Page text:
Killing Your Food: A Sacred Rite of Passage
March 31, 2010 § 6 Comments
Here are three things about me: I love guns, hunting, and, above all, butchering. I love butchering because it’s a process that I find somewhat scientific, requiring a step-by-step, methodical approach, and that appeals to me.
As to guns and hunting, there are several reasons for that: for one, using guns is an empowering experience, especially since I grew up in Azerbaijan, which was a highly patriarchal society, and because even in the US, hunting is still very much a man’s world. Although there is a fair number of women who enjoy the sport, the ratio is still relatively low in my family, and any hunting magazine that I open, despite featuring a couple of women, is primarily filled with the pictures of men (unless, of course, you are talking Blue Press).
There are more philosophical reasons for my love for the sport – aside from the obvious satisfaction derived from harvesting my own food, and my deep love for the outdoors (which was the reason I decided to settle in the country in the first place), I very much enjoy the primal tension of the predator-prey relationship. There’s the respect for the hunted game. There’s the sacred aspect to the taking of life in order to nourish yourself and your own offspring. I could describe it as crossing the Rubicon and the Styx at the same time – the Rubicon because once you’ve fired a shot or sliced a knife across, let’s say, a chicken’s throat, you are committed to killing them quickly and efficiently, but, above all, to killing them, period. Like the Rubicon, it’s a point of no return. It’s a profound mystery, every bit as mind-shattering as giving birth, and I am grateful to have experienced both. Having thus directly participated in the greater circle of life, my connection with my food has been more intimate than ever. I believe it’s a valuable experience to have if you are serious about what you eat and where your food comes from.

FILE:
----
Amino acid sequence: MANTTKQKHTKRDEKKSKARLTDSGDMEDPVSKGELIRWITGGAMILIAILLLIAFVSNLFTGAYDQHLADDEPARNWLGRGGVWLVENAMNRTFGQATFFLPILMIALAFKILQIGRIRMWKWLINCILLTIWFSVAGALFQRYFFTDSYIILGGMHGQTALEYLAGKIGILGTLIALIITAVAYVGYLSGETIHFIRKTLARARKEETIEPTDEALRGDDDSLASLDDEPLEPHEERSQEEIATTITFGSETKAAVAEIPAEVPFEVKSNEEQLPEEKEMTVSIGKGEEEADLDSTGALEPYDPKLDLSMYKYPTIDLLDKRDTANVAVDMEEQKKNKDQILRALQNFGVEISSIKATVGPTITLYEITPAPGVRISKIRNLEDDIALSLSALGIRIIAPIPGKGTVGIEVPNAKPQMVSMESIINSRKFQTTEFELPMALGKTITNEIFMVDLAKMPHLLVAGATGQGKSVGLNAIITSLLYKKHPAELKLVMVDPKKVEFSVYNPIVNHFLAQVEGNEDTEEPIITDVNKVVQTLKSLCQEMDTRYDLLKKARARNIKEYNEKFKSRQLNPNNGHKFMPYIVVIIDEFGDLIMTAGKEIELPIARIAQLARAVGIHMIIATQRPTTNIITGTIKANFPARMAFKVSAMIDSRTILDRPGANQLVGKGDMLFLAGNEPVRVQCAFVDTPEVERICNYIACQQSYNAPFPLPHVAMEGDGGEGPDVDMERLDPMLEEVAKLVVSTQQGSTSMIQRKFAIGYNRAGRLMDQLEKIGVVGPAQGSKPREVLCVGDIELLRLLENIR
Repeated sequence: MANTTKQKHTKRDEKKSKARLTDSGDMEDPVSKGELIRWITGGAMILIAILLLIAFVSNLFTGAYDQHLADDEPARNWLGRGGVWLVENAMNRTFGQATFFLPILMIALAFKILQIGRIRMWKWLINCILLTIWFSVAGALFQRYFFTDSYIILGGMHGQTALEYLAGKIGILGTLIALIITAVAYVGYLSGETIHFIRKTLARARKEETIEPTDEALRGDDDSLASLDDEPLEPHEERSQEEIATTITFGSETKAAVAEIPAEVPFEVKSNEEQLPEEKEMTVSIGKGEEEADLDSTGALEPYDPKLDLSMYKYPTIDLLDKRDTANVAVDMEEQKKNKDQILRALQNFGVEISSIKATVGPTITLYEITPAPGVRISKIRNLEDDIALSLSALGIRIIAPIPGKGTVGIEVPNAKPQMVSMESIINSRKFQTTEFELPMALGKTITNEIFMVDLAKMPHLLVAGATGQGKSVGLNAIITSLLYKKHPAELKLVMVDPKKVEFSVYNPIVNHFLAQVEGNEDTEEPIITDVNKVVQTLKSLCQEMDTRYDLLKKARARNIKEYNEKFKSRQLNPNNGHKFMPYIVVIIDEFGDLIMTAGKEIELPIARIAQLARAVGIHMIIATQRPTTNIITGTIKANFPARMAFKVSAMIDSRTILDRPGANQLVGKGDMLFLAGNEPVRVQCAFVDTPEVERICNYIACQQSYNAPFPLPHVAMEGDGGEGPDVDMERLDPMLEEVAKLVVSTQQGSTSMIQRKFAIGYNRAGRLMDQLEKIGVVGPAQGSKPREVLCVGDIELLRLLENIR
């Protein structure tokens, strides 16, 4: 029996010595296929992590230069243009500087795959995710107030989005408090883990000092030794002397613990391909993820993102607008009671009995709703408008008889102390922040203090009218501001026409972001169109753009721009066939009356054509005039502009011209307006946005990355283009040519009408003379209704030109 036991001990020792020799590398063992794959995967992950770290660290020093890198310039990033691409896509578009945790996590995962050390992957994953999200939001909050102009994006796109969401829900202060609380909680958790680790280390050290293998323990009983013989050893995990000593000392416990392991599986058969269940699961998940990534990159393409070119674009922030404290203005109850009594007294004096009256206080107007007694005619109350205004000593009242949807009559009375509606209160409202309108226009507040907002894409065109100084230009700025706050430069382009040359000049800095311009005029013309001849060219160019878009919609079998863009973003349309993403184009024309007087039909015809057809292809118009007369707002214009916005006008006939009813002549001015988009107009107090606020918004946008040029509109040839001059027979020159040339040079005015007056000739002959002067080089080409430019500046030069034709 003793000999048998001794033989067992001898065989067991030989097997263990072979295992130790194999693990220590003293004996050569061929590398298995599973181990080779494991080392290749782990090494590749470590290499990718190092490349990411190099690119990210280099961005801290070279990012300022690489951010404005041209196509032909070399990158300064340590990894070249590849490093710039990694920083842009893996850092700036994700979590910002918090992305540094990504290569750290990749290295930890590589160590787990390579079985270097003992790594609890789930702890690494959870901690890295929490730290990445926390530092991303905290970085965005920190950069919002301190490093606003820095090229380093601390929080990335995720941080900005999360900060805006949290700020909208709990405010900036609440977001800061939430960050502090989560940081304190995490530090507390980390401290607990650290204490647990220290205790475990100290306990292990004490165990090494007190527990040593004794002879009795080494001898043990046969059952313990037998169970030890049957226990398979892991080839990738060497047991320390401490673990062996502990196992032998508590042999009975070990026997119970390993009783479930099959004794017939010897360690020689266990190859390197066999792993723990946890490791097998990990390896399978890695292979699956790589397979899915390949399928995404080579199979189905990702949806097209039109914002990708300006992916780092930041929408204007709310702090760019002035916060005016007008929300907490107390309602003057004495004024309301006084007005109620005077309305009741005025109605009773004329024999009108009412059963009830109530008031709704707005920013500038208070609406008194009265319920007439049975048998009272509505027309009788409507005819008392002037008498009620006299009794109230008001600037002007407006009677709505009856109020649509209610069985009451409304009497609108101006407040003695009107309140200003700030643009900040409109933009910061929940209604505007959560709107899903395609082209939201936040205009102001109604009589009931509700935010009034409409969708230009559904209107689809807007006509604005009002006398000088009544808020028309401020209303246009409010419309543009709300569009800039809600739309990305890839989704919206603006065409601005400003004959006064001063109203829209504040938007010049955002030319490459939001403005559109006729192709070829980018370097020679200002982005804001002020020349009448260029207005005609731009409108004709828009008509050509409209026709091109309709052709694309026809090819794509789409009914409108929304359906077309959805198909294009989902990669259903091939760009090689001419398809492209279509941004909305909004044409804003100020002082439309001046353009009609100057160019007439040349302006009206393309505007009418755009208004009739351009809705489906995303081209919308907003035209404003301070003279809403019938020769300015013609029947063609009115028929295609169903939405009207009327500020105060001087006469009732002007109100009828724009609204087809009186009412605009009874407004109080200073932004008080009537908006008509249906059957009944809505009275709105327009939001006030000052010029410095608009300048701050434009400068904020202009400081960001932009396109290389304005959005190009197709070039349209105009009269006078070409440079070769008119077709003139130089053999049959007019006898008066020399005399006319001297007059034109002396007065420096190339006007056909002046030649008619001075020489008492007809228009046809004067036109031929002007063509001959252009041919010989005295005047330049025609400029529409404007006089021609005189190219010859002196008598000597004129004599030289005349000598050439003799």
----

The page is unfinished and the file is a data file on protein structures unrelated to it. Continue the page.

Interestingly enough, I have only done slaughtering and hunting for the first time this past fall, although for years I’ve been a dedicated and enthusiastic participant in chicken and deer butchering. But last year, when we were helping with the Driftless Folk School chicken butchering class, I finally got over myself and killed seven of the chickens. Because it was a daunting task, the Jewish-American dread-locked farmer who taught me how to do it instructed me to take a deep breath and say “Thank-you” at the exhale, while gliding the knife smoothly across a chicken’s quivering neck. Which, by the way, can sometimes result in being sprayed by chicken poop if you don’t know what you are doing (that is, fail to hold down their tail immediately after killing them), as they release their final… you know.
Not that I’d flinch at such a thing. In fact, I not-so secretly take pride in not being squeamish. Can you tell from my smile? I bet you can. But don’t flinch you either, gentle reader, those chickens were totally worth it.
They always are.
Note that quack grass can be an innovative solution to the absence of kitchen twine if you are trying to truss a chicken in a pinch and are in a habit of letting a few weeds grow.